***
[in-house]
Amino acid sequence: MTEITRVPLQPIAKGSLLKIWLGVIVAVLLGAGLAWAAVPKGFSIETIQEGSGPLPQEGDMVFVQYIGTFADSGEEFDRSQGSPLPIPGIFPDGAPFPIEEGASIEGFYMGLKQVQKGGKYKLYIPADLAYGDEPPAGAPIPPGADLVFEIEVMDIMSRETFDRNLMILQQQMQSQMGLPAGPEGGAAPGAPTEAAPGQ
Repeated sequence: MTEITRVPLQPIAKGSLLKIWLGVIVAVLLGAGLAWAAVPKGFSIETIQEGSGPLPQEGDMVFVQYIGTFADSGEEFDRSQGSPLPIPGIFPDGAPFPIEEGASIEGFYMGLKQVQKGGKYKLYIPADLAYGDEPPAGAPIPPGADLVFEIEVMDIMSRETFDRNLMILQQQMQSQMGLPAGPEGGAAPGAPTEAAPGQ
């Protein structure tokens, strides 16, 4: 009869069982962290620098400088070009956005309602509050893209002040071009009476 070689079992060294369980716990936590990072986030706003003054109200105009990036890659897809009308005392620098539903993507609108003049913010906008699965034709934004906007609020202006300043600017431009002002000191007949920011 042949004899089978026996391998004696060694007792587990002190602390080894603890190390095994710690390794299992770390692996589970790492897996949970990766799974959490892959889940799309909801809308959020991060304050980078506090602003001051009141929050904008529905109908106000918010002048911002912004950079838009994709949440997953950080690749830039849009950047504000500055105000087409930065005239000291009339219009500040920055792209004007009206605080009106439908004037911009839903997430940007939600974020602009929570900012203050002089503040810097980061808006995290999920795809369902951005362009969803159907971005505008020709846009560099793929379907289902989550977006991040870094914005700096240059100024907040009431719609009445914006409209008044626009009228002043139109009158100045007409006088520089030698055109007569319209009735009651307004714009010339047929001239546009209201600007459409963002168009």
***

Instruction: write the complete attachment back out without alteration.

[in-house]
Amino acid sequence: MTEITRVPLQPIAKGSLLKIWLGVIVAVLLGAGLAWAAVPKGFSIETIQEGSGPLPQEGDMVFVQYIGTFADSGEEFDRSQGSPLPIPGIFPDGAPFPIEEGASIEGFYMGLKQVQKGGKYKLYIPADLAYGDEPPAGAPIPPGADLVFEIEVMDIMSRETFDRNLMILQQQMQSQMGLPAGPEGGAAPGAPTEAAPGQ
Repeated sequence: MTEITRVPLQPIAKGSLLKIWLGVIVAVLLGAGLAWAAVPKGFSIETIQEGSGPLPQEGDMVFVQYIGTFADSGEEFDRSQGSPLPIPGIFPDGAPFPIEEGASIEGFYMGLKQVQKGGKYKLYIPADLAYGDEPPAGAPIPPGADLVFEIEVMDIMSRETFDRNLMILQQQMQSQMGLPAGPEGGAAPGAPTEAAPGQ
């Protein structure tokens, strides 16, 4: 009869069982962290620098400088070009956005309602509050893209002040071009009476 070689079992060294369980716990936590990072986030706003003054109200105009990036890659897809009308005392620098539903993507609108003049913010906008699965034709934004906007609020202006300043600017431009002002000191007949920011 042949004899089978026996391998004696060694007792587990002190602390080894603890190390095994710690390794299992770390692996589970790492897996949970990766799974959490892959889940799309909801809308959020991060304050980078506090602003001051009141929050904008529905109908106000918010002048911002912004950079838009994709949440997953950080690749830039849009950047504000500055105000087409930065005239000291009339219009500040920055792209004007009206605080009106439908004037911009839903997430940007939600974020602009929570900012203050002089503040810097980061808006995290999920795809369902951005362009969803159907971005505008020709846009560099793929379907289902989550977006991040870094914005700096240059100024907040009431719609009445914006409209008044626009009228002043139109009158100045007409006088520089030698055109007569319209009735009651307004714009010339047929001239546009209201600007459409963002168009």